Posted January 25 2009 - 08:11 PM
| Originally Posted by Nelson Au |
That's my understanding too Douglas. What I'm curious about, because I am not in the film business, would this camera negative be called a "master" or some sort of similar term given that all the duplicates are made from that?
I guess the term camera negative is the literal piece of film in the camera they actually exposed the day they filmed the scene and edited together to make the whole episode. Which also includes the dissolves and effects. What I noticed on the remastered SD sets of S2 and S3, you can actually see some live action shots that look pristine and others not so. One shot will be on Kirk and then cut sway, then back to Kirk and it's quality has degraded a bit and it's sometimes right before a dissolve or edit. So it's obviously been processed.
Yes the original camera negative or ON is what went through the camera on the day the scene was photographed. Over the years the ON has been treated differently. At one time all prints were made from the ON. Later an internegative was created to make prints and save the wear and tear on the ON. This is one reason that a movie you see in the theater is not as sharp as what the director saw in the screening room. The internegative would be the Master, though they aren't referred to as such. Master is a video term and not typically used in film.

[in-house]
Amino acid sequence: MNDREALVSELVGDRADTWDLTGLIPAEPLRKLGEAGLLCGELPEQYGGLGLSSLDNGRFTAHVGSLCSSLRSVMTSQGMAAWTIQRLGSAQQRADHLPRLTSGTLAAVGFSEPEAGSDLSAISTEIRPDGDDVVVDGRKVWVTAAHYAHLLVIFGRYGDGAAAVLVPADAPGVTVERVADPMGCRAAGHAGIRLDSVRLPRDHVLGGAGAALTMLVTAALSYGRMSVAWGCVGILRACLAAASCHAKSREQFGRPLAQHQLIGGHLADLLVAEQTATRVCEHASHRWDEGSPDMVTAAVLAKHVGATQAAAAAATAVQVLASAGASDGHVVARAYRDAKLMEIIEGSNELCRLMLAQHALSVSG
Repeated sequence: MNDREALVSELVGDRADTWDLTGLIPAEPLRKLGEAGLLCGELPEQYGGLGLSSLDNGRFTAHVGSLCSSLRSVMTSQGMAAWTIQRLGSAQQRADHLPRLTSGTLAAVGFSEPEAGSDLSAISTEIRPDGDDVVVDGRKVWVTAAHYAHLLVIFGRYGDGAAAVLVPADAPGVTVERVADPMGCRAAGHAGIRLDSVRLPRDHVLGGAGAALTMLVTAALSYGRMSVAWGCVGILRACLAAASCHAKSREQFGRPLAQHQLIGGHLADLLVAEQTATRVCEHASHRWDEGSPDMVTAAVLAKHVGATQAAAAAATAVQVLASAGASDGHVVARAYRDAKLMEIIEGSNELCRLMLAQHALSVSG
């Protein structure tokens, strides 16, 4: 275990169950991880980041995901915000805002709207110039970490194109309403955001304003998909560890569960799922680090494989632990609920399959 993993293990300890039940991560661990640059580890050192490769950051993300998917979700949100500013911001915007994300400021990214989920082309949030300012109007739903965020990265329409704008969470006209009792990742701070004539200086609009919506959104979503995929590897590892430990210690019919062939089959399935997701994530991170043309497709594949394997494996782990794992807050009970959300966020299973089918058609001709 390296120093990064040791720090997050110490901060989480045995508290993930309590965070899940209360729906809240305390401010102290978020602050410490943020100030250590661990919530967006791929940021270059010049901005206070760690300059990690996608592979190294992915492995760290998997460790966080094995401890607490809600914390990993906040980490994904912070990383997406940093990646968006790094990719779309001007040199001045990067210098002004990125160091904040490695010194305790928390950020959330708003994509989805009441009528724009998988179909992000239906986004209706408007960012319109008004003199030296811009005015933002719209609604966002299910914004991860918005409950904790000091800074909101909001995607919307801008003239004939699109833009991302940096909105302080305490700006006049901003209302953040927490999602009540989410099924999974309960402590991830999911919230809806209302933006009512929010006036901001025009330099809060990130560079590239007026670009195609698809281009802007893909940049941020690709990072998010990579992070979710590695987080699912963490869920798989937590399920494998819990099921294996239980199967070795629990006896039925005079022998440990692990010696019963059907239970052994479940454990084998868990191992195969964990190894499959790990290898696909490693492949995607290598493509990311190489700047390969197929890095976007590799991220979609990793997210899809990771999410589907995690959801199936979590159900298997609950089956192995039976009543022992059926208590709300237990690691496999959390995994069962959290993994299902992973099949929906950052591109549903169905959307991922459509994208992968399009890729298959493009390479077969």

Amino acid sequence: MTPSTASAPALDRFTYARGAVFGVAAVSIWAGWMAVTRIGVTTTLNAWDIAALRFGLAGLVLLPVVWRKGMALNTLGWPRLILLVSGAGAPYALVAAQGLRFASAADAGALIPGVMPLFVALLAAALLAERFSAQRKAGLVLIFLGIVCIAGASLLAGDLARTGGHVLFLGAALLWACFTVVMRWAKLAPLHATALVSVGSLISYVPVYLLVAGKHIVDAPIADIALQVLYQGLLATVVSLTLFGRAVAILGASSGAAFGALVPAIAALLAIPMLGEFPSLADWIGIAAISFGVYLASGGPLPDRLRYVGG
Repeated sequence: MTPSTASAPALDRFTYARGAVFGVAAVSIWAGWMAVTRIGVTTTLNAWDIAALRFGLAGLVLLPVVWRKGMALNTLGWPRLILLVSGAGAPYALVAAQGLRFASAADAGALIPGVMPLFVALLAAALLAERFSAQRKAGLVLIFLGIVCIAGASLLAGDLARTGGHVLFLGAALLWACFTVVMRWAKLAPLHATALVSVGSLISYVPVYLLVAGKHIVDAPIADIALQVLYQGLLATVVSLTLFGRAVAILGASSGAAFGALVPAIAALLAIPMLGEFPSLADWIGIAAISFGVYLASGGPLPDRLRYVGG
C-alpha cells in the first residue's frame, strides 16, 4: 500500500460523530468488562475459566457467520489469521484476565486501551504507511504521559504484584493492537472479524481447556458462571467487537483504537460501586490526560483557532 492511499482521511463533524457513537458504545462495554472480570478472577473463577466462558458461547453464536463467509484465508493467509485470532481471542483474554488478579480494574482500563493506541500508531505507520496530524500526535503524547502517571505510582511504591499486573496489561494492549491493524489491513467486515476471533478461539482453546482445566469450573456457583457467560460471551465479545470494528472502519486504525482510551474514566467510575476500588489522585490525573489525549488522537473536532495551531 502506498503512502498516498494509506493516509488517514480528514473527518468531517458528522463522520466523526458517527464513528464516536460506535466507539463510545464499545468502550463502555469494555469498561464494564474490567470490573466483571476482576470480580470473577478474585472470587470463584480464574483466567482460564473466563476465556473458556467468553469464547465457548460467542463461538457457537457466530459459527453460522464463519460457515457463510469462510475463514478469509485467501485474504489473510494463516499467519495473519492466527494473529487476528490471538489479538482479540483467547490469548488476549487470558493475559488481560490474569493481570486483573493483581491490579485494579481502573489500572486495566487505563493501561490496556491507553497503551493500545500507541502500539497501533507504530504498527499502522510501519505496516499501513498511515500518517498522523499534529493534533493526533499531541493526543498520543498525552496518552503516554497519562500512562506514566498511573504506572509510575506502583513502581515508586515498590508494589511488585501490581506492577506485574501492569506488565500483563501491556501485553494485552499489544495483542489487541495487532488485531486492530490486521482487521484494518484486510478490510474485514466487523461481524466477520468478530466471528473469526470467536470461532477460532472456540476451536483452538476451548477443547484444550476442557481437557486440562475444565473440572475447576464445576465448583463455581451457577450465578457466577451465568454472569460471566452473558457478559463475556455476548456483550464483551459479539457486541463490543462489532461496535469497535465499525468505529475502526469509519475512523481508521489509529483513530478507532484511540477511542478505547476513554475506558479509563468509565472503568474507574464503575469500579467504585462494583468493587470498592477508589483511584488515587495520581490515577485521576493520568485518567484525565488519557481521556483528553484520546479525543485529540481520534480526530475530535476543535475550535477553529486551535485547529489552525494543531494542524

In the case of an optical effect, the final composite would be the "master". Its unlikely that the original effect elements still exist for Star Trek. Roddenberry was stealing them from the editing rooms even as the last 2 seasons were being made in order to sell them at sci-fi conventions. Its a shame because it would have been interesting to see how good those shots might have looked if they could have been re-composited digitally.
In the case of some live action shots looking soft or slightly grainier, generally they are because there is some kind of optical in that shot, such as a dissolve at the end. When a dissolve is used, the whole shot becomes an optical.
A good example of this is the episode The Conscience of the King. There is the scene where Kirk brings the body of his friend back to his wife. The scene starts with a dissolve, and that whole next shot is soft. Then it cuts away to the body, and then back to Kirk and the wife. That shot is now very sharp. It cuts away to the body again, then back to Kirk as he calls another ship on his communicator. That shot is now soft again, because there is another dissolve at the end.